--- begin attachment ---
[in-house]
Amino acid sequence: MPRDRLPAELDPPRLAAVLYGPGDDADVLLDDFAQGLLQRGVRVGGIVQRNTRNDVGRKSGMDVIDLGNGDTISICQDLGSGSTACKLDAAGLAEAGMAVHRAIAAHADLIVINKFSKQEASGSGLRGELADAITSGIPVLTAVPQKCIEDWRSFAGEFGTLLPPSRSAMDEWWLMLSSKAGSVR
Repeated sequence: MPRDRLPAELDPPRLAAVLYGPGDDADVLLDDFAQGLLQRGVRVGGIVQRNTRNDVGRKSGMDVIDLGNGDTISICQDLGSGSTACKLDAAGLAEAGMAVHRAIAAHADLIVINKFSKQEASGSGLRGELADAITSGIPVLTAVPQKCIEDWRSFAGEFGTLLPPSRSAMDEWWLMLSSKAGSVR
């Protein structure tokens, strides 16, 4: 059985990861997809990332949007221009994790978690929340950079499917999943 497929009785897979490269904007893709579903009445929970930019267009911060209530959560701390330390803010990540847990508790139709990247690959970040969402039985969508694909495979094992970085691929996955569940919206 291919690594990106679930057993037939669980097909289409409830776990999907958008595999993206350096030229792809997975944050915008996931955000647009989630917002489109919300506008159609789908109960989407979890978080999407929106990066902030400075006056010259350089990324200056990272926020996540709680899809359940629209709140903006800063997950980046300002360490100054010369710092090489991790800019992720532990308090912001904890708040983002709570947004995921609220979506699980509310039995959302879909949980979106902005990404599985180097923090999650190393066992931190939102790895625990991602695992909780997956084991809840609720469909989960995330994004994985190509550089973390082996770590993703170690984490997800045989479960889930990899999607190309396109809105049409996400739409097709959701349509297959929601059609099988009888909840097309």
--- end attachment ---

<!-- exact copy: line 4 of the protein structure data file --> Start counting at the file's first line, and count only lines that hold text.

């Protein structure tokens, strides 16, 4: 059985990861997809990332949007221009994790978690929340950079499917999943 497929009785897979490269904007893709579903009445929970930019267009911060209530959560701390330390803010990540847990508790139709990247690959970040969402039985969508694909495979094992970085691929996955569940919206 291919690594990106679930057993037939669980097909289409409830776990999907958008595999993206350096030229792809997975944050915008996931955000647009989630917002489109919300506008159609789908109960989407979890978080999407929106990066902030400075006056010259350089990324200056990272926020996540709680899809359940629209709140903006800063997950980046300002360490100054010369710092090489991790800019992720532990308090912001904890708040983002709570947004995921609220979506699980509310039995959302879909949980979106902005990404599985180097923090999650190393066992931190939102790895625990991602695992909780997956084991809840609720469909989960995330994004994985190509550089973390082996770590993703170690984490997800045989479960889930990899999607190309396109809105049409996400739409097709959701349509297959929601059609099988009888909840097309």